From, Dec. 7, 2020, complete text:

The news of the first week of December already read like a frontline bulletin, and the situation keeps changing almost daily. Last Monday [Nov. 30], the pharmaceutical company Moderna announced that its vaccine is 100% effective against “severe COVID-19.” Of course, the Moderna press release merely stated that as of Nov. 30, the 30 people in the trial who developed severe COVID had received the placebo, not the vaccine, while of the 11 people who contracted [COVID] after being vaccinated, not a single one developed complications. It’s clear that subsequent observations of vaccinated people will show different effectiveness results. [Vaccine] developers from the Gamaleya Institute of Epidemiology and Microbiology would have liked to brag about an even better result, but since that’s impossible, they had to make do with their earlier statement that their vaccine is “more than 95% effective.”

Then on Wednesday, Dec. 2, Great Britain’s Medicines and Healthcare Products Regulatory Agency (MHRA) gave temporary approval for the emergency use of a genetic vaccine created jointly by Pfizer and BioNTech. BioNTech’s [sic; Pfizer’s] press office reported that an agreement to supply Britain with 40 million doses of the vaccine has already been signed.

Naturally, Russian President Vladimir Putin could not allow anyone to steal his self-appointed title as savior of the world from a perfidious virus: During a cabinet meeting that same day via videoconference, which has become the customary format by now, he ordered the start of [mass] vaccinations in Russia. According to Putin, the volume of production for the Sputnik V vaccine, developed by the Gamaleya Institute, will reach millions of doses in the coming days, which will allow [Russia to start] “at least a large-scale vaccination campaign if not mass [vaccinations].”

Putin gave the order on Dec. 2, and a vaccination sign-up list appeared on Moscow City Hall’s official Web site on Dec. 4. More than 70 vaccination centers opened in Moscow on Dec. 5, and this week vaccinations will also kick off in the regions, Deputy Prime Minister Tatyana Golikova announced during a Dec. 4 government briefing. . . .

‘Popular research’ and ‘informed sources.

The Health Ministry registered the vaccine developed by the Gamaleya Institute, called Sputnik V, back in August, before the start of the third and most important stage of clinical trials [see Vol. 72, No. 33, pp. 13‑14]. After getting it registered, the vaccine’s developers stopped making any kind of public announcements about its testing. Sometimes, they passed on bits of information to officials, so that the latter would have at least something to report publicly about the vaccine, since the public is about to be vaccinated en masse. A few days ago, Deputy Moscow Mayor Anastasia Rakova told Rossia 24 [TV channel] that 273 participants in Sputnik V phase 3 trials have gotten sick [with COVID‑19]: “More than 20,000 people have already received both doses of the vaccine as part of its postregistration clinical trials. As of today, only 273 have gotten sick. That is 1.5% of all those vaccinated.” In light of this, the deputy mayor (but not the vaccine’s official developer) concluded that “these figures speak for themselves about the vaccine’s effectiveness.” At the same time, when announcing the vaccine’s success, the authorities don’t know who got the placebo and who got the vaccine among the people who got sick. Apparently, Rakova is also unaware that you can’t draw any conclusions about the vaccine without this information. . . .

But as the “large-scale vaccination campaign” kicked off, previously unknown details from informed sources (mostly anonymous ones) started being leaked to the media.

For instance, “an informed federal official and a pharmaceutical industry source” told Meduza that Russia has only 500,000 doses of the Sputnik V vaccine – not 2 million, as Putin said. Another interesting tidbit is that while manufacturers have already ironed out all the glitches with producing the first dose of the vaccine, they are still experiencing problems with the second dose. The second dose turned out to be “more finicky” so its production has been suspended. This created a “paradigm shift”: While volunteers used to be injected with the second dose exactly 21 days after the first, now “it turns out that it’s unnecessary to do the second one after exactly 21 days, and the interval can be anywhere from 21 to 50 days,” another informed source told Meduza. . . .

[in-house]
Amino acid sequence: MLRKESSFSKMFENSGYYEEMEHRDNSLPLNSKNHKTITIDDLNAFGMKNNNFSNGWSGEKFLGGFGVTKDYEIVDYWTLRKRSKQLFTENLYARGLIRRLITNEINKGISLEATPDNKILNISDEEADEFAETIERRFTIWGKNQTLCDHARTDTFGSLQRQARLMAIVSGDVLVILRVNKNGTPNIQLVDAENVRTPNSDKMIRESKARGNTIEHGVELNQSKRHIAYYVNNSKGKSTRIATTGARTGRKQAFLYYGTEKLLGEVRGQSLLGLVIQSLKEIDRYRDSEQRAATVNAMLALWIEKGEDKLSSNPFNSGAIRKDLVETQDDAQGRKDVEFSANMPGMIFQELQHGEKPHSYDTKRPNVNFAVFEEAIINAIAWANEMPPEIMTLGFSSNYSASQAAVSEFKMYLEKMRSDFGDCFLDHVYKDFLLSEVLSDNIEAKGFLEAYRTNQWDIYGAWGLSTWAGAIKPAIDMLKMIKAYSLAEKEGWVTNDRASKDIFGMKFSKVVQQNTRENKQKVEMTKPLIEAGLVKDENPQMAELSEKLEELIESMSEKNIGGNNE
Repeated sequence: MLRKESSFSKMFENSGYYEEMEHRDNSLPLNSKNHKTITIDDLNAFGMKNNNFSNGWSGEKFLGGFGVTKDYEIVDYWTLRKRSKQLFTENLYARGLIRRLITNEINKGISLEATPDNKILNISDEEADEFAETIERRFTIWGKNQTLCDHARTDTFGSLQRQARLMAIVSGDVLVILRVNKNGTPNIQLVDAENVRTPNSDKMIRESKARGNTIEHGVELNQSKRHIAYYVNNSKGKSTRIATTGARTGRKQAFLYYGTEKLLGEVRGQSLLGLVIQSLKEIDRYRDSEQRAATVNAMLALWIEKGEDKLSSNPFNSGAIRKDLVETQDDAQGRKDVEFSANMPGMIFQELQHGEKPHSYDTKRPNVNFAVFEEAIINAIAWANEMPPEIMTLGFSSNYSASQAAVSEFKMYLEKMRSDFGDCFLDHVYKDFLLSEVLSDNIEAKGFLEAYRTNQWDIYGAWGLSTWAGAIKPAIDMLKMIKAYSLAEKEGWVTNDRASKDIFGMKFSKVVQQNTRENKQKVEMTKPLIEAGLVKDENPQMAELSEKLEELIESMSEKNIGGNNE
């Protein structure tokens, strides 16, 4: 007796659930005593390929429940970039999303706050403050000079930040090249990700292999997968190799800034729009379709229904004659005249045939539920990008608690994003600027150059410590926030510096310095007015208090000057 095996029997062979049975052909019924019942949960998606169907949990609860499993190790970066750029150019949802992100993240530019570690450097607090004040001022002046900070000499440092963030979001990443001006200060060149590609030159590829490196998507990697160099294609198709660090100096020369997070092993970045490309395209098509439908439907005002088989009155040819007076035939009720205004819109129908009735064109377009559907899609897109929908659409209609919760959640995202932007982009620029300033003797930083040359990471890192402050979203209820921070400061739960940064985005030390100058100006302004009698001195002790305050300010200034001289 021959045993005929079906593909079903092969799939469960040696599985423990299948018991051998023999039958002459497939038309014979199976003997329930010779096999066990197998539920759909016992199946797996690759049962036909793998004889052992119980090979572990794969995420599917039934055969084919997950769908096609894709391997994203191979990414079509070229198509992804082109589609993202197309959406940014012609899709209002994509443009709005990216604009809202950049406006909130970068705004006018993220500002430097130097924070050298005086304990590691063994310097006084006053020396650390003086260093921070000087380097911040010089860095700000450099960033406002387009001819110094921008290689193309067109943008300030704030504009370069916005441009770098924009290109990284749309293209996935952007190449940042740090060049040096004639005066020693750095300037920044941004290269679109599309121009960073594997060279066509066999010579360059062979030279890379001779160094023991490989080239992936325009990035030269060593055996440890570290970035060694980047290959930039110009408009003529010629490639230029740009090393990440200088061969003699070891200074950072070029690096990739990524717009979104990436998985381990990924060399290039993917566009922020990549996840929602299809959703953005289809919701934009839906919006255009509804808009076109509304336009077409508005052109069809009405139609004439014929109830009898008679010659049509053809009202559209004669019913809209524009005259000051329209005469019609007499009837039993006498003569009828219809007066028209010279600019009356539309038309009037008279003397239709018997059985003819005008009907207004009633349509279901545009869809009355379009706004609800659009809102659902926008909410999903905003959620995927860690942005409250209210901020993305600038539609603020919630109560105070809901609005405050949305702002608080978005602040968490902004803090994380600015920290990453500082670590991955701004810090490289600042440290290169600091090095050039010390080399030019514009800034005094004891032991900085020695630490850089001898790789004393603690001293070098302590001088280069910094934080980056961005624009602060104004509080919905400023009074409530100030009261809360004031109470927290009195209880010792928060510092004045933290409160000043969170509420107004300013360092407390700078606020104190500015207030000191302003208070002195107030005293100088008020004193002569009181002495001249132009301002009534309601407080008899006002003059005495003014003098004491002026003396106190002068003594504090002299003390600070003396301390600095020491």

Choosing between two evils.

Lev Averbakh, general director and chief physician of CORIS private ambulance service in St. Petersburg, believes that “rolling out vaccinations at the peak of an epidemic of the disease that people are being vaccinated against is a huge mistake” that goes against the tenets of epidemiology. He posted that on Facebook. His post became very popular, especially among colleagues.

Lev Averbakh explained his position in more detail to Republic’s [online magazine] Vlast [Power]: “Generally, the goal of vaccination is to create antibodies that will fight infection when they encounter a foreign pathogen. However, during an epidemic, a lot of people contract [the infection], so a lot of people have already had the disease, many asymptomatically. This means that many people already have antibodies, and generally, people should be tested for antibodies before being vaccinated, because if someone already has antibodies, there is no reason to vaccinate them. Indiscriminately vaccinating everyone, and thereby adding antibodies [to people who already have them], is wrong, because there have been paradoxical cases (the so-called antibody-dependent enhancement – Ed.). If someone who already has antibodies gets the vaccine, that could provoke an unpredictable reaction. So we shouldn’t vaccinate those who already have them [antibodies]. However, doing this (antibody testing prior to vaccination – Ed.) is very expensive, so no one is going to do it.” . . .

Lev Averbakh also raises questions about recent statements by government officials that the vaccine does not create full immunity to COVID‑19 until 42 days after the first injection. According to him, “Forty-two days is a very long time. That means that either someone has to be placed under observation that whole time, or the vaccine is worthless. No one knows what will happen if someone contracts the infection in those 42 days and is in contact with others, because it’s impossible to track this from a distance. That is why age restrictions were introduced for the vaccination – only those between the ages of 18 and 60 are getting it. But it’s those older than 60 who are most at risk of infection.”